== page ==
Offerman Building (Offerman House)
Backstory and Context
Located on the Fulton Street Mall, the Offerman Building was the work of Henry Offerman, who was president of the Brooklyn Sugar Refining Company. Offerman made a fortune in the sugar industry, but eventually branched out into real estate.
Danish-born architect Peter Lauritzen was commissioned to design the building. Lauritzen was, like Offerman, a resident of Brooklyn and designed numerous buildings in the borough, including the Union League Club building in Crown Heights and several firehouses. The building was constructed in two phases, from 1890 to 1893. It is a striking building constructed in the Romanesque Revival style and features a rotunda and ornate terra cotta ornamentation on the façade. At the time of its construction, the building was one of the tallest in Brooklyn.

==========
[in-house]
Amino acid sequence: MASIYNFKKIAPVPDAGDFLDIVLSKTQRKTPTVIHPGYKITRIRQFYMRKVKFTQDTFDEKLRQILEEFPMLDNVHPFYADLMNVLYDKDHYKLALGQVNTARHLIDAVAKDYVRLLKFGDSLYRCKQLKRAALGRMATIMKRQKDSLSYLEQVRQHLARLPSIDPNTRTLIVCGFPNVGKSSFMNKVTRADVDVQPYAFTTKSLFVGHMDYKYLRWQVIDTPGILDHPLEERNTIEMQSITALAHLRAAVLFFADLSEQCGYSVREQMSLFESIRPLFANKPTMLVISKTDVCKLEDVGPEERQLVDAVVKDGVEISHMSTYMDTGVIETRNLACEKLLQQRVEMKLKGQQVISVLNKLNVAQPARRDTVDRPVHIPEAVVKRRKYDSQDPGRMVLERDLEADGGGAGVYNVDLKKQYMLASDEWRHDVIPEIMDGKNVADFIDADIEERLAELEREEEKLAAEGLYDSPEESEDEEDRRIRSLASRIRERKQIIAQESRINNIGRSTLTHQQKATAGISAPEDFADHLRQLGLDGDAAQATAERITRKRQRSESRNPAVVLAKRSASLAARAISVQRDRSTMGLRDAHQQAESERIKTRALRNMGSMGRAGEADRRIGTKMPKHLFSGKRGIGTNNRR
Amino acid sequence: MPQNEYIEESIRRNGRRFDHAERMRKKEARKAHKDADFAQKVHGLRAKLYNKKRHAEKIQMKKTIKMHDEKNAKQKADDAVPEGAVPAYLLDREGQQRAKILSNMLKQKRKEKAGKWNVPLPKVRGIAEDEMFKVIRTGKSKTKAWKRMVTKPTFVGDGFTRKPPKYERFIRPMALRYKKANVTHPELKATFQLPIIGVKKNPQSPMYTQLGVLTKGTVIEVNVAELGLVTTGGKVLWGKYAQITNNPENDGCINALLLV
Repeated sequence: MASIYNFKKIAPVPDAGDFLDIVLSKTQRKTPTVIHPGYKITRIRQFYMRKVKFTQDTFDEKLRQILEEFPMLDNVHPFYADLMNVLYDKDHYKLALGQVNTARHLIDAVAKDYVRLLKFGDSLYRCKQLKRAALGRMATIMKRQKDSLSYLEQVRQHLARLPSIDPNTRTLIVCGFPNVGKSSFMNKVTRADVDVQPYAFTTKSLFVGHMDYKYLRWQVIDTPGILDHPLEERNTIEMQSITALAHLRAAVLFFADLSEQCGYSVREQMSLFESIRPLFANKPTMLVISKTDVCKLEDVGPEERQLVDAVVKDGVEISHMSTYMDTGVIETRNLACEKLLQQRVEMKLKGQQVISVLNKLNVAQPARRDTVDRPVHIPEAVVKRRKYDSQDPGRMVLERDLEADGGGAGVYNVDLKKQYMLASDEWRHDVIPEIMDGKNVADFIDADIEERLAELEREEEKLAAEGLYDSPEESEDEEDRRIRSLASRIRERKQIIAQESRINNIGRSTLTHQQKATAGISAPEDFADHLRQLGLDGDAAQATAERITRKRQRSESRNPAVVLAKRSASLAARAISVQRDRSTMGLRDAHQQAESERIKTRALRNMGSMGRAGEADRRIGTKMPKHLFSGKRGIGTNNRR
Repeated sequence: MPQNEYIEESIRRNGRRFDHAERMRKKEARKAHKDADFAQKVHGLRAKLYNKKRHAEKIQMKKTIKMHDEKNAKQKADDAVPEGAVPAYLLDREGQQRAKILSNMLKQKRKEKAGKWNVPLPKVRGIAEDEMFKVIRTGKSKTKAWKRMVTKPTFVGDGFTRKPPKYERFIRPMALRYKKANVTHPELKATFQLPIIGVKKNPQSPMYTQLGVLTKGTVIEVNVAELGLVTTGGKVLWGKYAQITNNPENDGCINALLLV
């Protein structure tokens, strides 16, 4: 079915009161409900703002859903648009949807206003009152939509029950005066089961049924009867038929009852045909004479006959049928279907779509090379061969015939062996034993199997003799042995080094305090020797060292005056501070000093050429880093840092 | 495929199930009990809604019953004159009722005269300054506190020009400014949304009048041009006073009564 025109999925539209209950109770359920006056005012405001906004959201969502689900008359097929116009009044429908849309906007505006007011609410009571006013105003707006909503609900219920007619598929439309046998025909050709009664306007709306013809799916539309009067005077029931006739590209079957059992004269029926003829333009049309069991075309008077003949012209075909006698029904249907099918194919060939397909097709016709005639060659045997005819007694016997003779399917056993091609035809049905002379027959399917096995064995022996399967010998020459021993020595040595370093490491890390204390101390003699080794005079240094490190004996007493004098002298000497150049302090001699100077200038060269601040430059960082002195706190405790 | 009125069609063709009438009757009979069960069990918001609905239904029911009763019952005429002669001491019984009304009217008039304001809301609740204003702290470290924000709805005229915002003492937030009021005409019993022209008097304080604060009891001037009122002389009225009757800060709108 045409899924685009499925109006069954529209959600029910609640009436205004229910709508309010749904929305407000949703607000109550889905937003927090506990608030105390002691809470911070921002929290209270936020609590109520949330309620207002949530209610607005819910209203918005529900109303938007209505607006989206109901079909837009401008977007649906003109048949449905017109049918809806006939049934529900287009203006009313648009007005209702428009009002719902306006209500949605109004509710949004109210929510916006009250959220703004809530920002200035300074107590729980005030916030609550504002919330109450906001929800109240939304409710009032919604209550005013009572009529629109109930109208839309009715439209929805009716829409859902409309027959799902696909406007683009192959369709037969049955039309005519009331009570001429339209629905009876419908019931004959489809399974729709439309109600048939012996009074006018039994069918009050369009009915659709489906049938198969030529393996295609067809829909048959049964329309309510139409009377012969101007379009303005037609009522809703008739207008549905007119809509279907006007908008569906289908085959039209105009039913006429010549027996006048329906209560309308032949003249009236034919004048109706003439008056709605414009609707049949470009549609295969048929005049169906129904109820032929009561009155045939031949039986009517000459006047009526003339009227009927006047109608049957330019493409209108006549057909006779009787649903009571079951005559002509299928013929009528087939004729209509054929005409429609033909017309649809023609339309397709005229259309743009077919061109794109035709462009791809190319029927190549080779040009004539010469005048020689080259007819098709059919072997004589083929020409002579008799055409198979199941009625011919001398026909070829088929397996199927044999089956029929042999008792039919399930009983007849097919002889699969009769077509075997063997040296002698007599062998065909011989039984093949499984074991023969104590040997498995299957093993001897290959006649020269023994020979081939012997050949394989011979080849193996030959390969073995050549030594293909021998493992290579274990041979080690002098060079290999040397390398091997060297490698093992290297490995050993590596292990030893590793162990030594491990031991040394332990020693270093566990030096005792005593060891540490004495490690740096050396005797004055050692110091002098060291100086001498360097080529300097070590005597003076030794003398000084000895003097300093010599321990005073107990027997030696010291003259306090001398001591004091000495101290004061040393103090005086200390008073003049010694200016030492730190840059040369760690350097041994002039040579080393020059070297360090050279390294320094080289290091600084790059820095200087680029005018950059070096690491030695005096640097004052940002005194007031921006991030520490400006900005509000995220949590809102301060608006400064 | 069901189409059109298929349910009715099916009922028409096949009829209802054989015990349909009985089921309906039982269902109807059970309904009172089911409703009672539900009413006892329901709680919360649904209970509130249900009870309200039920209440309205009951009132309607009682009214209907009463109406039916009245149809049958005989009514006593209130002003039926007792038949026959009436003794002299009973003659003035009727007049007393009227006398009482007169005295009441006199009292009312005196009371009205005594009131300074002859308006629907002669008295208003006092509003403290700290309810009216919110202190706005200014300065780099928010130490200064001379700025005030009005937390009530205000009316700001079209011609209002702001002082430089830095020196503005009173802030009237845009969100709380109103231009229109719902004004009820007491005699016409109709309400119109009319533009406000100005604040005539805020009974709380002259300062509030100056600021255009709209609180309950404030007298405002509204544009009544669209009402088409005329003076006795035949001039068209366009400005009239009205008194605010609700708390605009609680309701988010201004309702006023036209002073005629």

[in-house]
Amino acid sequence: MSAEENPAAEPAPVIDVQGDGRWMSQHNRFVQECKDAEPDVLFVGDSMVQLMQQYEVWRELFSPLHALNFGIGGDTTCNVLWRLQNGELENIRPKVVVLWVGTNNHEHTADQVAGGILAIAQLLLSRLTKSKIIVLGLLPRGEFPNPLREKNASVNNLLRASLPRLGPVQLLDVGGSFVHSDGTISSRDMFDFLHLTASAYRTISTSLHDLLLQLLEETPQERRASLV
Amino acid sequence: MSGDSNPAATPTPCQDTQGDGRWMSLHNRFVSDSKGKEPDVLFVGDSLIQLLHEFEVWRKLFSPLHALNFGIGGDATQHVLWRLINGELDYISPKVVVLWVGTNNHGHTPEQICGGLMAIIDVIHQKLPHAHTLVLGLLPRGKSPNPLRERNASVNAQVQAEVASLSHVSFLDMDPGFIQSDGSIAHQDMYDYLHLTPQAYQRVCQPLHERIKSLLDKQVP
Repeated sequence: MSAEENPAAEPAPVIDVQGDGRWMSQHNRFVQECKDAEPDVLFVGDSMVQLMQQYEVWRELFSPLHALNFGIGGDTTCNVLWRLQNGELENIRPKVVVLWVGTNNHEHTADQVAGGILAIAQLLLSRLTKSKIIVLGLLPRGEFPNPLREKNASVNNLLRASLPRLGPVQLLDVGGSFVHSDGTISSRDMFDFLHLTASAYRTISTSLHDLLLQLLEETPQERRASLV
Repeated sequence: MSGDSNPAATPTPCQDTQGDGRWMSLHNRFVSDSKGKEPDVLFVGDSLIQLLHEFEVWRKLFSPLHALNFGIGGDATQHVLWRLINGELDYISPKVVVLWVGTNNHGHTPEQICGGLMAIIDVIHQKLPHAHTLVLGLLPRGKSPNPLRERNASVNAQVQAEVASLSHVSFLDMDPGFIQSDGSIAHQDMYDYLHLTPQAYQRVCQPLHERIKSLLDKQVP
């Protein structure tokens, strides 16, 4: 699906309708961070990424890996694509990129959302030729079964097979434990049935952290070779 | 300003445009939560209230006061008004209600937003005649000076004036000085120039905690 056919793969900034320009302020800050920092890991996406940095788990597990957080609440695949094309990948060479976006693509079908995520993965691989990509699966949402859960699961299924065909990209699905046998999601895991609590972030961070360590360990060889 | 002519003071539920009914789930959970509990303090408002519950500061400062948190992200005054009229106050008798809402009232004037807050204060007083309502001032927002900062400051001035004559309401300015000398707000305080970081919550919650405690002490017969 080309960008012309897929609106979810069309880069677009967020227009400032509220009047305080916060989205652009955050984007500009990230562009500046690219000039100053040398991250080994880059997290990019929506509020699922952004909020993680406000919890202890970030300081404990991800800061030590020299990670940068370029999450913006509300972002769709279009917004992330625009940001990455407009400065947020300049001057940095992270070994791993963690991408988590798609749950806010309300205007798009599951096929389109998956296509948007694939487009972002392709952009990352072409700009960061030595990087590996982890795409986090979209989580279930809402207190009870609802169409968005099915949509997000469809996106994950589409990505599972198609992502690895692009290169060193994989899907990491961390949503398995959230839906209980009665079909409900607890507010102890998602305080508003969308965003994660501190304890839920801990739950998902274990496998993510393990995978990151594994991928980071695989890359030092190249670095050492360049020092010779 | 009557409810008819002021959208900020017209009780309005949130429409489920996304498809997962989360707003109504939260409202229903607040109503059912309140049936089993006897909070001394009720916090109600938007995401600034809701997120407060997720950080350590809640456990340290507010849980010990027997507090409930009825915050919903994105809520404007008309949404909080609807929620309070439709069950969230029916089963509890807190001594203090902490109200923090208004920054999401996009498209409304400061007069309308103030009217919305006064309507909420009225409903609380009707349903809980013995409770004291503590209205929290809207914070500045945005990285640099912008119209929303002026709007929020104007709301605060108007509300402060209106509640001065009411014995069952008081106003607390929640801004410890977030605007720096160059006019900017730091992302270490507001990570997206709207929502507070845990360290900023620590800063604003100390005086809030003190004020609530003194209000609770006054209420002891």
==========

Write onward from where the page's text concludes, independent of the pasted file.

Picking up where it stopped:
Numerous retail outlets have occupied the building over the years, but the most well-known tenant was Martin’s Department Store, which operated in the building for more than 50 years before closing in 1979. Martin’s was a high-end department store which specialized in bridal wear.
Recently, the Offerman Building has been transformed into the Offerman House. The ground floor houses several well-known retailers, including Nordstrom Rack and Old Navy, but the top five floors have been converted into apartments. The building was named a New York City Landmark in 2005 and was added to the National Register of Historic Places in 2017.
Brooklyn's Fulton Street. Forgotten New York. April 09, 2004. Accessed July 22, 2019. https://forgotten-ny.com/2004/04/brooklyns-fulton-street/.
Laterman, Kaya. In Downtown Brooklyn, Old World Charm for Rent. New York Times. November 04, 2016. Accessed July 22, 2019. https://www.nytimes.com/2016/11/06/realestate/apartments-with-old-world-charm-for-rent-in-downtown-brooklyn.html.